A few days ago I came across Feature #305877. What is it about? Well, Debian has the Popularity Contest, which tracks installed packages, how often they are used and sends an anonymized report once a week to their server. This maps the usage of Debian packages and as a nice side effect Debian guys can estimate the size of their user base on various platforms and releases. This also gives information about the community structure (e.g. how many users use development tools or graphic applications). This would be a very neat thing to have in openSUSE too!
At first, the task seemed pretty straightforward - just to replace dpkg calls with corresponding calls to rpm. There was one catch, though. Because of the transactions, which RPM uses, scanning on my openSUSE 11.1 machine took 2 minutes instead of 2 seconds on Debian! That’s because RPM creates one transaction for each package and constant locking and unlocking of rpmdb makes this process really slow. I rewrote the script to python, just to see how long will it take using only one long transaction and was very pleasantly surprised that it got back to 2 seconds. :) Moreover, rpmdb can tell you the exact time when the package was installed, so there was no need to check for ctime for files inside the packages like Debian does. (We still have to check for files atime to determine whether the package is used or not, though).
For the server part I was pretty sure about writing it in C to have it very fast and responsive, because I want to process incoming requests on the fly. The problem was with the storage. At the beginning I thought about using SQLite, but after some testing I decided to use much lighter disk-based hashtables TDB from the Samba team, because they perfectly fitted my humble needs.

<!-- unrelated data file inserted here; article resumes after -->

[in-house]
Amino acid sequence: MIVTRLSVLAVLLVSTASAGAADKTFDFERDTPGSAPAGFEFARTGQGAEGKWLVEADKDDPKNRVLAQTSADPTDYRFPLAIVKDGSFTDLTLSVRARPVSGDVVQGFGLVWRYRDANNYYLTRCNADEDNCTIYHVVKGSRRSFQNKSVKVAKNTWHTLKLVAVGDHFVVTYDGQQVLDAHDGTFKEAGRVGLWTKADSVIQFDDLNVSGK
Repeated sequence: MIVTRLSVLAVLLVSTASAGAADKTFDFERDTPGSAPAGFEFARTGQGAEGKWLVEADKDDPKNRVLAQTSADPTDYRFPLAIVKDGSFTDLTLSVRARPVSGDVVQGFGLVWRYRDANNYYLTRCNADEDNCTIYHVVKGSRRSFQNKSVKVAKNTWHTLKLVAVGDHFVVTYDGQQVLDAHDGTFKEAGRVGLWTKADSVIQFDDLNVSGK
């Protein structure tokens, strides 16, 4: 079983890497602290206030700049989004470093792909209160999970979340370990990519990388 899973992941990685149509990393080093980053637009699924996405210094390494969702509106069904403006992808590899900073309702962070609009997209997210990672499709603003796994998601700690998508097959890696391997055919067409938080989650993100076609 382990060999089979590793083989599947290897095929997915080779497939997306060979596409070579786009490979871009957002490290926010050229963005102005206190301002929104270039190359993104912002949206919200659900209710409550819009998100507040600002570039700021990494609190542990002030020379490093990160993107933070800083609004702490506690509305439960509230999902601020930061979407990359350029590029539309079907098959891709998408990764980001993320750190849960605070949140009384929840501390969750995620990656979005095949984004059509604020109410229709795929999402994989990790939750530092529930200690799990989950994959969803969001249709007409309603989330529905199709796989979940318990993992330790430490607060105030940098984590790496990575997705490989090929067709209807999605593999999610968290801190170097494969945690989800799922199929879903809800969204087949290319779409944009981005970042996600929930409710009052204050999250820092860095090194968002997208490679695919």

Has this caught your interest? You can dig through the code at gitorious and any help is deeply welcome!. Yes, and why popcorn? Because the original is called popcon, but everybody at work just kept calling it popcorn during the discussions. Later I found another reason: popcorn is intended for RPM packages, so we definitively need an extra R in the name. :D
The Xfce development team announced today the release of the long-awaited 4.6.0 version of their Xfce Desktop Environment. There is also a very nice Visual Tour prepared by Jérôme Guelfucci and Jannis Pohlmann, which highlights some of the new and exciting Xfce features. For me, the most vivid change is the complete rewrite of the Settings Manager together with its configuration backend, but I’m sure that everybody will find his/hers own favorite :-).
It took me longer to prepare the updated packages than I expected, because of the busy BuildService, but they are finally ready in our X11:xfce BuildService project and I would like to encourage you to try them. If you encounter any problems, either upgrade issues from distribution 4.4.x series, issues with clean installation from repository or any other defects, please do not hesitate and contact me. Thank you very much and I’m looking for your comments and responses!